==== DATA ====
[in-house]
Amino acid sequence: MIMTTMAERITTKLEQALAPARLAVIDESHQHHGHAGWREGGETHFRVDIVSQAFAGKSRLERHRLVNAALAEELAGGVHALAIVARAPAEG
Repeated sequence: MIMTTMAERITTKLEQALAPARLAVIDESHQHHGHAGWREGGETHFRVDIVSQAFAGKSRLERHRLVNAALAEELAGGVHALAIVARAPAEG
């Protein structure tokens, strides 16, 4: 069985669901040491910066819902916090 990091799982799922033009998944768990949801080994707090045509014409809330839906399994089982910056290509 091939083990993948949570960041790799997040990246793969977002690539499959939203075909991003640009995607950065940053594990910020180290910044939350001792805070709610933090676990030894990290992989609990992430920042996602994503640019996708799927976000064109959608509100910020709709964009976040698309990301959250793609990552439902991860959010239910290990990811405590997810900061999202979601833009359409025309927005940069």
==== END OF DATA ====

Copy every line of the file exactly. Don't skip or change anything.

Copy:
[in-house]
Amino acid sequence: MIMTTMAERITTKLEQALAPARLAVIDESHQHHGHAGWREGGETHFRVDIVSQAFAGKSRLERHRLVNAALAEELAGGVHALAIVARAPAEG
Repeated sequence: MIMTTMAERITTKLEQALAPARLAVIDESHQHHGHAGWREGGETHFRVDIVSQAFAGKSRLERHRLVNAALAEELAGGVHALAIVARAPAEG
């Protein structure tokens, strides 16, 4: 069985669901040491910066819902916090 990091799982799922033009998944768990949801080994707090045509014409809330839906399994089982910056290509 091939083990993948949570960041790799997040990246793969977002690539499959939203075909991003640009995607950065940053594990910020180290910044939350001792805070709610933090676990030894990290992989609990992430920042996602994503640019996708799927976000064109959608509100910020709709964009976040698309990301959250793609990552439902991860959010239910290990990811405590997810900061999202979601833009359409025309927005940069």